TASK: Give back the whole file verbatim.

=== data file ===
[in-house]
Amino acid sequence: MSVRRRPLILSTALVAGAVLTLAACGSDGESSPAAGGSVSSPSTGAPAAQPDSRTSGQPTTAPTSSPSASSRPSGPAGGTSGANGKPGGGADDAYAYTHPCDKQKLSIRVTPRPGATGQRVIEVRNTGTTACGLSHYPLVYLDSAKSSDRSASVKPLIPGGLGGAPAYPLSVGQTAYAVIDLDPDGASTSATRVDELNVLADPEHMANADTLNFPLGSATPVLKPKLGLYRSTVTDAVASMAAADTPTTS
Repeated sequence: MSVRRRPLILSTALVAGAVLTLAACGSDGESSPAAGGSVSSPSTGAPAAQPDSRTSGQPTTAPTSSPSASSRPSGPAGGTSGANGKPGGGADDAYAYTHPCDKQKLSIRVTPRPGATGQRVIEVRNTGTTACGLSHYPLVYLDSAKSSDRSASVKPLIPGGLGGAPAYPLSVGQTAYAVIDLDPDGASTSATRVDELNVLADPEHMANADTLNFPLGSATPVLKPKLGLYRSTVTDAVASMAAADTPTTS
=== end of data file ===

[in-house]
Amino acid sequence: MSVRRRPLILSTALVAGAVLTLAACGSDGESSPAAGGSVSSPSTGAPAAQPDSRTSGQPTTAPTSSPSASSRPSGPAGGTSGANGKPGGGADDAYAYTHPCDKQKLSIRVTPRPGATGQRVIEVRNTGTTACGLSHYPLVYLDSAKSSDRSASVKPLIPGGLGGAPAYPLSVGQTAYAVIDLDPDGASTSATRVDELNVLADPEHMANADTLNFPLGSATPVLKPKLGLYRSTVTDAVASMAAADTPTTS
Repeated sequence: MSVRRRPLILSTALVAGAVLTLAACGSDGESSPAAGGSVSSPSTGAPAAQPDSRTSGQPTTAPTSSPSASSRPSGPAGGTSGANGKPGGGADDAYAYTHPCDKQKLSIRVTPRPGATGQRVIEVRNTGTTACGLSHYPLVYLDSAKSSDRSASVKPLIPGGLGGAPAYPLSVGQTAYAVIDLDPDGASTSATRVDELNVLADPEHMANADTLNFPLGSATPVLKPKLGLYRSTVTDAVASMAAADTPTTS